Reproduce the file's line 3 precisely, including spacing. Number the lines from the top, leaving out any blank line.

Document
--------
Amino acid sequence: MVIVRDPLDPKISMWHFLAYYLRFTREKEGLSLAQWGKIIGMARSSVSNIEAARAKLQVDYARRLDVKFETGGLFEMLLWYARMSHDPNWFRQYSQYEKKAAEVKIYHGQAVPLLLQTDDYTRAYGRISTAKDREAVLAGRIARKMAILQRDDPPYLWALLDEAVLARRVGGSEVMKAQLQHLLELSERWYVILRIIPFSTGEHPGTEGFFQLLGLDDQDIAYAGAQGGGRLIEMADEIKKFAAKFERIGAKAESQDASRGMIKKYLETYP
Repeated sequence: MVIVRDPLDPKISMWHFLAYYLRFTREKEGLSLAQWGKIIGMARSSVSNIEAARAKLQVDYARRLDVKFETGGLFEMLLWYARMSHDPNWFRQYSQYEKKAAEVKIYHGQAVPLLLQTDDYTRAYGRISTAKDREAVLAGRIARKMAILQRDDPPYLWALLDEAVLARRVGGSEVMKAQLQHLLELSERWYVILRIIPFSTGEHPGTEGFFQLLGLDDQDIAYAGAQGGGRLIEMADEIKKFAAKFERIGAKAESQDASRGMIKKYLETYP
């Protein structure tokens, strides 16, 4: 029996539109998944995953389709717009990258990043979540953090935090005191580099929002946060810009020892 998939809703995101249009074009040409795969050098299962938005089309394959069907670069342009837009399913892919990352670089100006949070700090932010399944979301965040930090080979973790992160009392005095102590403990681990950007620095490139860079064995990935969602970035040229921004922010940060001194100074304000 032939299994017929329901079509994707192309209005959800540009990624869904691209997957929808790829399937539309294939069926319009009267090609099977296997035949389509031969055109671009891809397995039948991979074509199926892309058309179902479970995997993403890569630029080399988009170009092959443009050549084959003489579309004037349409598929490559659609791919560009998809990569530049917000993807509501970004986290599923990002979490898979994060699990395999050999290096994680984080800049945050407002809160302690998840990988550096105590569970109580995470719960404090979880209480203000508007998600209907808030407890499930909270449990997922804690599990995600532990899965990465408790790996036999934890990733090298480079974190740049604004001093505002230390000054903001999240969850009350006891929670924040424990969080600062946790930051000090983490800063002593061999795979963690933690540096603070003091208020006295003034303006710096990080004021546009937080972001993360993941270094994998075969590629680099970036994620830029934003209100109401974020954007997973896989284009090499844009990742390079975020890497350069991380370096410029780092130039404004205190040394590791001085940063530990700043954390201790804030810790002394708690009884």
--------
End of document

């Protein structure tokens, strides 16, 4: 029996539109998944995953389709717009990258990043979540953090935090005191580099929002946060810009020892 998939809703995101249009074009040409795969050098299962938005089309394959069907670069342009837009399913892919990352670089100006949070700090932010399944979301965040930090080979973790992160009392005095102590403990681990950007620095490139860079064995990935969602970035040229921004922010940060001194100074304000 032939299994017929329901079509994707192309209005959800540009990624869904691209997957929808790829399937539309294939069926319009009267090609099977296997035949389509031969055109671009891809397995039948991979074509199926892309058309179902479970995997993403890569630029080399988009170009092959443009050549084959003489579309004037349409598929490559659609791919560009998809990569530049917000993807509501970004986290599923990002979490898979994060699990395999050999290096994680984080800049945050407002809160302690998840990988550096105590569970109580995470719960404090979880209480203000508007998600209907808030407890499930909270449990997922804690599990995600532990899965990465408790790996036999934890990733090298480079974190740049604004001093505002230390000054903001999240969850009350006891929670924040424990969080600062946790930051000090983490800063002593061999795979963690933690540096603070003091208020006295003034303006710096990080004021546009937080972001993360993941270094994998075969590629680099970036994620830029934003209100109401974020954007997973896989284009090499844009990742390079975020890497350069991380370096410029780092130039404004205190040394590791001085940063530990700043954390201790804030810790002394708690009884």